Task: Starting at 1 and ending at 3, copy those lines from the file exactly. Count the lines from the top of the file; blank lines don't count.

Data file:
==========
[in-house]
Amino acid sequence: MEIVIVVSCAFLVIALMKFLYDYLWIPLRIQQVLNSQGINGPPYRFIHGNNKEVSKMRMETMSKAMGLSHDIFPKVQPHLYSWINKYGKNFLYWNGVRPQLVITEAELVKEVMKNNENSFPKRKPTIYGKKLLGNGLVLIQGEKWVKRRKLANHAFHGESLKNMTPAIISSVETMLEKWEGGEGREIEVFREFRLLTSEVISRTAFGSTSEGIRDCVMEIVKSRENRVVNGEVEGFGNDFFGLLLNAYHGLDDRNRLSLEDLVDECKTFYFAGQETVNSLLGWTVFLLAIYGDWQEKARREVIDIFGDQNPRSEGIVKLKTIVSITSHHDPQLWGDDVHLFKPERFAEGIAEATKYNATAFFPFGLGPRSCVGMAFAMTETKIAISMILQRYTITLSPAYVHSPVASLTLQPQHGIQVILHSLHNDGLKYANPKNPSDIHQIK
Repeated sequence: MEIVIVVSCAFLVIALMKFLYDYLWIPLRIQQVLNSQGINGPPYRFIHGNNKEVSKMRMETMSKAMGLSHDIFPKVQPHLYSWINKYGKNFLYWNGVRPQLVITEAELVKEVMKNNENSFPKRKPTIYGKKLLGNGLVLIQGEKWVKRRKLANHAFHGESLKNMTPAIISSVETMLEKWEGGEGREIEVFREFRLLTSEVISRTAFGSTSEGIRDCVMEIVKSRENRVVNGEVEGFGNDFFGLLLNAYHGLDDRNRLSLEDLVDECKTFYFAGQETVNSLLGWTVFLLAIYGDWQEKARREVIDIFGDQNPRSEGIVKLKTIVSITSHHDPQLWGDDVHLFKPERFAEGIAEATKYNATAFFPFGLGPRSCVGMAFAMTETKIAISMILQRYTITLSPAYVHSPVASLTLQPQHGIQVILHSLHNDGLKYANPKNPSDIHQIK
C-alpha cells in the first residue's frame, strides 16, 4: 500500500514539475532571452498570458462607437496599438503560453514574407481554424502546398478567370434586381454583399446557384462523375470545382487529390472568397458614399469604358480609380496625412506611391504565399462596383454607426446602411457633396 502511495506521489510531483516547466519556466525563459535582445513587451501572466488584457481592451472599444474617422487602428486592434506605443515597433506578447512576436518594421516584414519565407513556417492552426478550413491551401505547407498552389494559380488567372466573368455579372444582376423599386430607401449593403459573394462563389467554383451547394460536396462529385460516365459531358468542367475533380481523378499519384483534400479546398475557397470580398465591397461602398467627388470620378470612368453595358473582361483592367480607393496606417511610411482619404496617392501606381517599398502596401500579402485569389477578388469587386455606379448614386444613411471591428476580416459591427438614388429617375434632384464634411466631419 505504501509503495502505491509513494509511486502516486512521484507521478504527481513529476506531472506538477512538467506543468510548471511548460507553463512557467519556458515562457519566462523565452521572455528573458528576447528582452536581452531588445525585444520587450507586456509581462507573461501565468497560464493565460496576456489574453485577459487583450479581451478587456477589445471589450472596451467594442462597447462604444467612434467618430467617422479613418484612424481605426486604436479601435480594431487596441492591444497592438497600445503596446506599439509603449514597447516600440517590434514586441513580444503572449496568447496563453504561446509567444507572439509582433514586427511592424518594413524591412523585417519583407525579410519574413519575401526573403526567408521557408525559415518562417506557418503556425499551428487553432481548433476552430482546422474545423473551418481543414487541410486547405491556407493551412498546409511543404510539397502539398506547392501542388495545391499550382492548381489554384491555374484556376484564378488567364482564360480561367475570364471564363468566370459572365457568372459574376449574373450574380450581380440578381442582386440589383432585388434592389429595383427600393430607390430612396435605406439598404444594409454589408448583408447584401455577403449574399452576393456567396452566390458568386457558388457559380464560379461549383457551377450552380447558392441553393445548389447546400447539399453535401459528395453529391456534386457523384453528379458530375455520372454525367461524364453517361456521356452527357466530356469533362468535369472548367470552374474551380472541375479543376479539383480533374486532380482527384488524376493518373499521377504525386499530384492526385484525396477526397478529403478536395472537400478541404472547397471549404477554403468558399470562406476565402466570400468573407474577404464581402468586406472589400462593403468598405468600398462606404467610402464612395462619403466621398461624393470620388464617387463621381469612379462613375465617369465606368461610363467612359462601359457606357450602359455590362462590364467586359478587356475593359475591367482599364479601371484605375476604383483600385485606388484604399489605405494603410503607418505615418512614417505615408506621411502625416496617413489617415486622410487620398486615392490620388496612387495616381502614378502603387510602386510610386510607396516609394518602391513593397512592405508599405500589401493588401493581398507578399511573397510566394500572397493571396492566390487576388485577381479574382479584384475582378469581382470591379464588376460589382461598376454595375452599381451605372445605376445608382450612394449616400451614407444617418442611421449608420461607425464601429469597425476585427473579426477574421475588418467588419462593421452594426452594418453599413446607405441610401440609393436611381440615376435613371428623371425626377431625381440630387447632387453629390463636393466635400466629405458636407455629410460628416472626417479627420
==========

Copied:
[in-house]
Amino acid sequence: MEIVIVVSCAFLVIALMKFLYDYLWIPLRIQQVLNSQGINGPPYRFIHGNNKEVSKMRMETMSKAMGLSHDIFPKVQPHLYSWINKYGKNFLYWNGVRPQLVITEAELVKEVMKNNENSFPKRKPTIYGKKLLGNGLVLIQGEKWVKRRKLANHAFHGESLKNMTPAIISSVETMLEKWEGGEGREIEVFREFRLLTSEVISRTAFGSTSEGIRDCVMEIVKSRENRVVNGEVEGFGNDFFGLLLNAYHGLDDRNRLSLEDLVDECKTFYFAGQETVNSLLGWTVFLLAIYGDWQEKARREVIDIFGDQNPRSEGIVKLKTIVSITSHHDPQLWGDDVHLFKPERFAEGIAEATKYNATAFFPFGLGPRSCVGMAFAMTETKIAISMILQRYTITLSPAYVHSPVASLTLQPQHGIQVILHSLHNDGLKYANPKNPSDIHQIK
Repeated sequence: MEIVIVVSCAFLVIALMKFLYDYLWIPLRIQQVLNSQGINGPPYRFIHGNNKEVSKMRMETMSKAMGLSHDIFPKVQPHLYSWINKYGKNFLYWNGVRPQLVITEAELVKEVMKNNENSFPKRKPTIYGKKLLGNGLVLIQGEKWVKRRKLANHAFHGESLKNMTPAIISSVETMLEKWEGGEGREIEVFREFRLLTSEVISRTAFGSTSEGIRDCVMEIVKSRENRVVNGEVEGFGNDFFGLLLNAYHGLDDRNRLSLEDLVDECKTFYFAGQETVNSLLGWTVFLLAIYGDWQEKARREVIDIFGDQNPRSEGIVKLKTIVSITSHHDPQLWGDDVHLFKPERFAEGIAEATKYNATAFFPFGLGPRSCVGMAFAMTETKIAISMILQRYTITLSPAYVHSPVASLTLQPQHGIQVILHSLHNDGLKYANPKNPSDIHQIK